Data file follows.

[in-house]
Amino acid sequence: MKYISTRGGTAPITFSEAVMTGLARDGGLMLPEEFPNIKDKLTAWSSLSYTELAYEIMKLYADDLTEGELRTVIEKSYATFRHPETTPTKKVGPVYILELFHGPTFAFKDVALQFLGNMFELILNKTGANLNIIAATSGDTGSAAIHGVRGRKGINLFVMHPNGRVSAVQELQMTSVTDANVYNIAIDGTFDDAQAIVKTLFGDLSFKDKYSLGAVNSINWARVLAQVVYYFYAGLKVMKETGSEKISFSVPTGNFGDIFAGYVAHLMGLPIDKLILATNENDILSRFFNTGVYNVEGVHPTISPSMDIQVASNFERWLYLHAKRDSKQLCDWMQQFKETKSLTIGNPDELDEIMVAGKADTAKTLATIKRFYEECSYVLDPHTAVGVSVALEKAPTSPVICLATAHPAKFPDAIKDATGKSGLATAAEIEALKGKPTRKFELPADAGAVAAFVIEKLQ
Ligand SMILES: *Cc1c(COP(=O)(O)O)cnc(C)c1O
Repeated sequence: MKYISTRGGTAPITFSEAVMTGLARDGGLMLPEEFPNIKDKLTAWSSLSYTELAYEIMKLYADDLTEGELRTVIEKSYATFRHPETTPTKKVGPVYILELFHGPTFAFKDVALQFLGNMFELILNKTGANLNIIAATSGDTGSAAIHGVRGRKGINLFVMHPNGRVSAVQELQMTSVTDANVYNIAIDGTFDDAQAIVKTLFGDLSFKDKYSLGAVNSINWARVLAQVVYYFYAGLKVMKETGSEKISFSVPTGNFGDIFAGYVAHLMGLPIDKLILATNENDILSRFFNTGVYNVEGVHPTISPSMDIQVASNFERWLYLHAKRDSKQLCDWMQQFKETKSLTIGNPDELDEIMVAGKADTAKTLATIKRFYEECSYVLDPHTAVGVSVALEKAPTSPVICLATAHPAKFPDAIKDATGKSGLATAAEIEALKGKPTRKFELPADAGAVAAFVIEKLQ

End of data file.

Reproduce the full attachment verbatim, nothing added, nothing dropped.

[in-house]
Amino acid sequence: MKYISTRGGTAPITFSEAVMTGLARDGGLMLPEEFPNIKDKLTAWSSLSYTELAYEIMKLYADDLTEGELRTVIEKSYATFRHPETTPTKKVGPVYILELFHGPTFAFKDVALQFLGNMFELILNKTGANLNIIAATSGDTGSAAIHGVRGRKGINLFVMHPNGRVSAVQELQMTSVTDANVYNIAIDGTFDDAQAIVKTLFGDLSFKDKYSLGAVNSINWARVLAQVVYYFYAGLKVMKETGSEKISFSVPTGNFGDIFAGYVAHLMGLPIDKLILATNENDILSRFFNTGVYNVEGVHPTISPSMDIQVASNFERWLYLHAKRDSKQLCDWMQQFKETKSLTIGNPDELDEIMVAGKADTAKTLATIKRFYEECSYVLDPHTAVGVSVALEKAPTSPVICLATAHPAKFPDAIKDATGKSGLATAAEIEALKGKPTRKFELPADAGAVAAFVIEKLQ
Ligand SMILES: *Cc1c(COP(=O)(O)O)cnc(C)c1O
Repeated sequence: MKYISTRGGTAPITFSEAVMTGLARDGGLMLPEEFPNIKDKLTAWSSLSYTELAYEIMKLYADDLTEGELRTVIEKSYATFRHPETTPTKKVGPVYILELFHGPTFAFKDVALQFLGNMFELILNKTGANLNIIAATSGDTGSAAIHGVRGRKGINLFVMHPNGRVSAVQELQMTSVTDANVYNIAIDGTFDDAQAIVKTLFGDLSFKDKYSLGAVNSINWARVLAQVVYYFYAGLKVMKETGSEKISFSVPTGNFGDIFAGYVAHLMGLPIDKLILATNENDILSRFFNTGVYNVEGVHPTISPSMDIQVASNFERWLYLHAKRDSKQLCDWMQQFKETKSLTIGNPDELDEIMVAGKADTAKTLATIKRFYEECSYVLDPHTAVGVSVALEKAPTSPVICLATAHPAKFPDAIKDATGKSGLATAAEIEALKGKPTRKFELPADAGAVAAFVIEKLQ